Together at last for the first time, Joe and Nathan find themselves on Planet of the Horny but Unattractive White People, faced with a moral dilemmma that wouldn’t challenge a slow-witted five-year-old. Ah, we have fun, don’t we?
Our writers are on strike this week, and so we’re just going to mark time until we reach the end of this blurb. When an uncomfortably horny Lwaxana Troi beams aboard the Enterprise, a series of events happen, culminating at last in the episode’s closing credits. Mick Fleetwood guest stars as a fish.
Comfort food this week, as Star Trek: The Next Generation tries and fails to create a romantic comedy about an exciting new space wormhole. Deanna learns a valuable lesson about the dangers of enjoying herself, some Ferengi learn an urgent lesson about paying attention to their GPS, and the rest of us learn a timely lesson about straight, white American men in the late 1980s. We still have fun though.
After the Enterprise-C emerges from a mysteriously swirly space anomaly, Joe and Nathan find themselves in an alternate timeline where Star Trek: The Next Generation is dramatically and impractically lit, full of incident, and sceptical about the 1990s belief in the End of History. Star Trek: Discovery Series 1 arrives nearly 30 years too early, in Yesterday’s Enterprise.
In this week’s episode of Likeable and Competent People Solving Space Problems, Beverly finds herself in a shrinking universe from which her loved ones are disappearing one by one, while Nathan and Joe (who inhabit a very similar universe) find a version of Star Trek capable of inspiring a lifelong obsession and, ultimately, an untitled podcast project.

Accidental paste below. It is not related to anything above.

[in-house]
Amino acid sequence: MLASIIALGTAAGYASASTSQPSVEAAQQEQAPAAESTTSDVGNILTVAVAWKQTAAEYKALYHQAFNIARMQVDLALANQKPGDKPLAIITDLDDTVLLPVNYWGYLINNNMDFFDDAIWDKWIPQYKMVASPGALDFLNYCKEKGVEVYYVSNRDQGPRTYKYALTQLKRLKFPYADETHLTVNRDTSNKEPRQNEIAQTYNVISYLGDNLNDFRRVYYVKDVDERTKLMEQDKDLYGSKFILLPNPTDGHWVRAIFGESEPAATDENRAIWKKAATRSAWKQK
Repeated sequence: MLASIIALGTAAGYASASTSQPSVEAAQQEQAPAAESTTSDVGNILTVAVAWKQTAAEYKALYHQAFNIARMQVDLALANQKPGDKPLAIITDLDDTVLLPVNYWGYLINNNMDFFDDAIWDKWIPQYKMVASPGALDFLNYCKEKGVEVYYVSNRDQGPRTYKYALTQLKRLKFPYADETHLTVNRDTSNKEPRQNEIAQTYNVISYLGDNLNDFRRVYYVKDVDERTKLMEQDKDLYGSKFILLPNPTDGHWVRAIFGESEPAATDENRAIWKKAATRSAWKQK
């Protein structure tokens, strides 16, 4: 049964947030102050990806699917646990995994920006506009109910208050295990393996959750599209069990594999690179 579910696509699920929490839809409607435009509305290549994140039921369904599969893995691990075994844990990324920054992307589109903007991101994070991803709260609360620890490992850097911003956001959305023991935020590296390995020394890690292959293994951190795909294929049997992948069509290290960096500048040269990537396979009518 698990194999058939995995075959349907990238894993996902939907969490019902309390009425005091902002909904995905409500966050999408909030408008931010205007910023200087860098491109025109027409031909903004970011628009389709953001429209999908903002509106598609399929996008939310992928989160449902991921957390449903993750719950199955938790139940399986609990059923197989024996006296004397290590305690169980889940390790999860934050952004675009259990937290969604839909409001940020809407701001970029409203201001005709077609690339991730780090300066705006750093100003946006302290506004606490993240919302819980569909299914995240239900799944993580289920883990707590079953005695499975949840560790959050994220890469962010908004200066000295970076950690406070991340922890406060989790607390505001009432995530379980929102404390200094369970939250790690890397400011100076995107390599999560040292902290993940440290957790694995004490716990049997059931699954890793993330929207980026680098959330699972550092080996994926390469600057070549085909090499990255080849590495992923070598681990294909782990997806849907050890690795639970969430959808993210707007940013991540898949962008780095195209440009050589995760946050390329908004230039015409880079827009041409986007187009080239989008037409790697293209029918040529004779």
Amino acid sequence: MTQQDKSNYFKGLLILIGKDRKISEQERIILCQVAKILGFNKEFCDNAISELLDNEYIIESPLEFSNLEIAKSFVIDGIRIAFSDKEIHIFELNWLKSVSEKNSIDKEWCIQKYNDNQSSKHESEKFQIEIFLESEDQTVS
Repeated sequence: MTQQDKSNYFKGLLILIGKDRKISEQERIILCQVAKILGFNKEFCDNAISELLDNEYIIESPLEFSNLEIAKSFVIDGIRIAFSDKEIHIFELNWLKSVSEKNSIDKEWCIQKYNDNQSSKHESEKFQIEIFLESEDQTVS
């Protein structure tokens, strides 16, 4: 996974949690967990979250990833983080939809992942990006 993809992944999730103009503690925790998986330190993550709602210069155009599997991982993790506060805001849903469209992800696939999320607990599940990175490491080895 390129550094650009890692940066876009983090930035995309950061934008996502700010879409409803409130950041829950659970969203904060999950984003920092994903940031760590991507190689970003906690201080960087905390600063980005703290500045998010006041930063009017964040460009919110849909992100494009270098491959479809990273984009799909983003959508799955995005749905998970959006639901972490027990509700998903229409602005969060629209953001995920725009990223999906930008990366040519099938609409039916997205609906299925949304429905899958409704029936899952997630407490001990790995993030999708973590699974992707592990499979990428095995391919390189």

After just over a season of reliable and competent, this week, Star Trek: The Next Generation goes for dramatic and surprising — with amazing results: a memorable epsiode full of good performances and the sort of direction that lets those performances shine. One of the best.
Star Trek: The Next Generation makes anotherill-judgedattempt at romance this week, as Beverly Crusher has an eventful two-week relationship with an alien ambassador, Commander Riker, and an attractive young woman, who are all somehow the same person. It all goes as well as you would expect in a series where every episode returns reliably to the status quo before the credits roll.
(Warning: after the closing credits, there are some incidental spoilers for Strange New Worlds Series 2, Episode 7, Those Old Scientists.)
The absence of Robin Williams and the presence of Rick Berman are both keenly felt this week, as a normal day at the office for the Enterprise-D becomes merely a mildly diverting day at the office. The cause: an elegantly named time-travelling confidence trickster, who nicks a bunch of stuff so he can put it on eBay and pretends that everything here is much more thrilling than it actually is. Let’s say three-and-a-half stars, but two of those stars are for Marina Sirtis’s performance.